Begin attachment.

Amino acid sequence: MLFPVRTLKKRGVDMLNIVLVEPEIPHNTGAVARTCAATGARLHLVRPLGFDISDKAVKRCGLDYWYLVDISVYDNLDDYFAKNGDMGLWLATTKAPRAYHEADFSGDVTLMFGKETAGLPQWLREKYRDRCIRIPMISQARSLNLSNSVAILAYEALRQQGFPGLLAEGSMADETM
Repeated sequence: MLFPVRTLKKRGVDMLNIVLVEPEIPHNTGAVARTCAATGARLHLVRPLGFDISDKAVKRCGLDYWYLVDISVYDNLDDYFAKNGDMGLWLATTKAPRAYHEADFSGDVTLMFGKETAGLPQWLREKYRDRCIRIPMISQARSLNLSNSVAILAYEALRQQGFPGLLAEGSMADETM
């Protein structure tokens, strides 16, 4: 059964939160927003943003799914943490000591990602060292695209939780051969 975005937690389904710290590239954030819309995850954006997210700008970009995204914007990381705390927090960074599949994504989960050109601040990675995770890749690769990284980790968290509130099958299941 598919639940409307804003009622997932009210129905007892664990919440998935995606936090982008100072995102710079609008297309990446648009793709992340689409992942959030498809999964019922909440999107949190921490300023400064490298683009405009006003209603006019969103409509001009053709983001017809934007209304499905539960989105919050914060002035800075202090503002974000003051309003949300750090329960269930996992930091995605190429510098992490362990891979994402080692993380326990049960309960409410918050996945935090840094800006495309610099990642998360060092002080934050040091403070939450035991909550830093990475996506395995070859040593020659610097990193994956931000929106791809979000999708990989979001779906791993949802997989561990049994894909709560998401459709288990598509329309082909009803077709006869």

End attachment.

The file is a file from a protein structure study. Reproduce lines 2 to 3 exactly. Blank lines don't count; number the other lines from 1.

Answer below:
Repeated sequence: MLFPVRTLKKRGVDMLNIVLVEPEIPHNTGAVARTCAATGARLHLVRPLGFDISDKAVKRCGLDYWYLVDISVYDNLDDYFAKNGDMGLWLATTKAPRAYHEADFSGDVTLMFGKETAGLPQWLREKYRDRCIRIPMISQARSLNLSNSVAILAYEALRQQGFPGLLAEGSMADETM
């Protein structure tokens, strides 16, 4: 059964939160927003943003799914943490000591990602060292695209939780051969 975005937690389904710290590239954030819309995850954006997210700008970009995204914007990381705390927090960074599949994504989960050109601040990675995770890749690769990284980790968290509130099958299941 598919639940409307804003009622997932009210129905007892664990919440998935995606936090982008100072995102710079609008297309990446648009793709992340689409992942959030498809999964019922909440999107949190921490300023400064490298683009405009006003209603006019969103409509001009053709983001017809934007209304499905539960989105919050914060002035800075202090503002974000003051309003949300750090329960269930996992930091995605190429510098992490362990891979994402080692993380326990049960309960409410918050996945935090840094800006495309610099990642998360060092002080934050040091403070939450035991909550830093990475996506395995070859040593020659610097990193994956931000929106791809979000999708990989979001779906791993949802997989561990049994894909709560998401459709288990598509329309082909009803077709006869």